Adam Hurst: Dwelling
Adam Hurst: Ruin
Though Adam Hurst's primary instrument is cello, his third and fourth releases show him to be an equally adept guitarist and pianist. On Dwelling and Ruin respectively, Hurst also proves himself to be a deft multi-tracker who records guitar and piano as base instruments over which his sinuous cello playing resounds. The two recordings are structurally similar with Hurst's preferred mode short, three- to four-minute classical settings of largely ruminative, sometimes ethereal character with all of the music composed by Hurst. He's no avant-garde provocateur hell-bent on extending the cello's sonic limits but instead an artist intent on bringing music of soul and romance into being.
On Dwelling's thirteen cello-and-guitar “poems,” Hurst alternates pieces pairing cello and acoustic guitar with others featuring multi-tracked guitars only. The prevailing mood is reflective and ruminative, though subtle contrasts emerge from one song to the next. “The Beyond” might be described as a dramatic Spanish guitar drone, while a faint country feel infuses the folk meditation “A Moment,” and a faint hint of Ry Cooder even seems to emerge too. The cello's singing tone comes to the fore in “Dwelling” whereas “In-Between” highlights the melismatic character of the instrument's cry.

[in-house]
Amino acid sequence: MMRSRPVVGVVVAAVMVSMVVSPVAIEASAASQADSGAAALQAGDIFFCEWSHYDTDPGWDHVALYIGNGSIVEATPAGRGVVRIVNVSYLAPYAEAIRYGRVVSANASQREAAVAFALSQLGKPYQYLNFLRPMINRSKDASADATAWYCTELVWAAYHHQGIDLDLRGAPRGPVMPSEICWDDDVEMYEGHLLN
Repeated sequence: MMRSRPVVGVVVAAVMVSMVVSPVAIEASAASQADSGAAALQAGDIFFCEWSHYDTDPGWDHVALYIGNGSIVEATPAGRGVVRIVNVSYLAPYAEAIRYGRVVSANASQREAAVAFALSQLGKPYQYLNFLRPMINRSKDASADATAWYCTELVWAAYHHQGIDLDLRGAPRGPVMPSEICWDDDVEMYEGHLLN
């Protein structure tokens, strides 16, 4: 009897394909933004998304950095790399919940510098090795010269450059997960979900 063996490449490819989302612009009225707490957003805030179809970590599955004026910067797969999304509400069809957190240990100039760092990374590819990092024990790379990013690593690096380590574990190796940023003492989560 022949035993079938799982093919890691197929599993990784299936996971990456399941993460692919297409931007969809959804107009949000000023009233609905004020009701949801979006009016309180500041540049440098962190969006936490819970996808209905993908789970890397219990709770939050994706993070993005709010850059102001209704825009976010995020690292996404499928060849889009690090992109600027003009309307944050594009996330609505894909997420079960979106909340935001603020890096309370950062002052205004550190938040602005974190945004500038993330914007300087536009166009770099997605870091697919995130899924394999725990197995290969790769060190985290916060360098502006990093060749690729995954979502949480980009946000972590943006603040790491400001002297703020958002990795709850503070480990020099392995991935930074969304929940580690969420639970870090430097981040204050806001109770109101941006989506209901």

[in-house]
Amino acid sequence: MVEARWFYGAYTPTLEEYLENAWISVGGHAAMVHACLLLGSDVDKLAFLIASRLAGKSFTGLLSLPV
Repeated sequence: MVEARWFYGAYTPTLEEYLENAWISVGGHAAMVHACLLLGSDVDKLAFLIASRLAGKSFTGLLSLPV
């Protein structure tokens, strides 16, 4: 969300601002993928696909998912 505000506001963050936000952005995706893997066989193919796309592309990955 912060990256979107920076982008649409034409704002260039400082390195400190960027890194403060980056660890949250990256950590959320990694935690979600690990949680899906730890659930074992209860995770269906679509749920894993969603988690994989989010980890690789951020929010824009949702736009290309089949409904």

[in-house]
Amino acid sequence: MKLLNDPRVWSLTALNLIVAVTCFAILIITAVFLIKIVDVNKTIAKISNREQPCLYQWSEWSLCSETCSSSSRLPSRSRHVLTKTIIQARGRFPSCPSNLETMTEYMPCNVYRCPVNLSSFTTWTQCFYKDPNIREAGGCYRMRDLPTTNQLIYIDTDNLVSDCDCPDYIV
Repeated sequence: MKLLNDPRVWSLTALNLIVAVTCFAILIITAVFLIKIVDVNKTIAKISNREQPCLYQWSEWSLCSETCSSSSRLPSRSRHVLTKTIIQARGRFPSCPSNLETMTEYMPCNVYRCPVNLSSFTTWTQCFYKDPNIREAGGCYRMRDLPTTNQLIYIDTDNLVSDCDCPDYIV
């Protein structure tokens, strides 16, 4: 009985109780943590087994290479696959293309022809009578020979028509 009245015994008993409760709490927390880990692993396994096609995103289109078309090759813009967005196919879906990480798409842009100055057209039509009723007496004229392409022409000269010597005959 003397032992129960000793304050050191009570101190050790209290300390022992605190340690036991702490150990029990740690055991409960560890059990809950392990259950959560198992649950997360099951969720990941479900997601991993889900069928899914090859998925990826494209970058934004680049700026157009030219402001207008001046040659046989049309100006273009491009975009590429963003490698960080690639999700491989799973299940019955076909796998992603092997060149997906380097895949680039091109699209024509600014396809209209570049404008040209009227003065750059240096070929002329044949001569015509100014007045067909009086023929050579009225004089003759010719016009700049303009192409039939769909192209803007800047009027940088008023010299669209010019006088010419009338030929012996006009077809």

The newer release Ruin follows Dwelling's lead with the obvious exception of the change in instrumentation. Again a melancholy spirit prevails (titles alone like “Alone” and “Face in the Rain” suggest as much, while “Death Waltz” is naturally somber) and Hurst largely opts for slow tempos throughout. The cello-piano combination is not only more contrasting than cello-guitar but the piano's cascades and arpeggios offer a richer and often lilting backdrop to the cello. Needless to say, Hurst 's cello playing on both recordings is beautiful—inflamed with emotion and passion but not overwrought (the cello melodies in “Exit” even exude a Byzantine quality that calls to mind John Tavener). Similarly, despite being melancholic in temperament, his elegant compositions are pretty but not saccharine.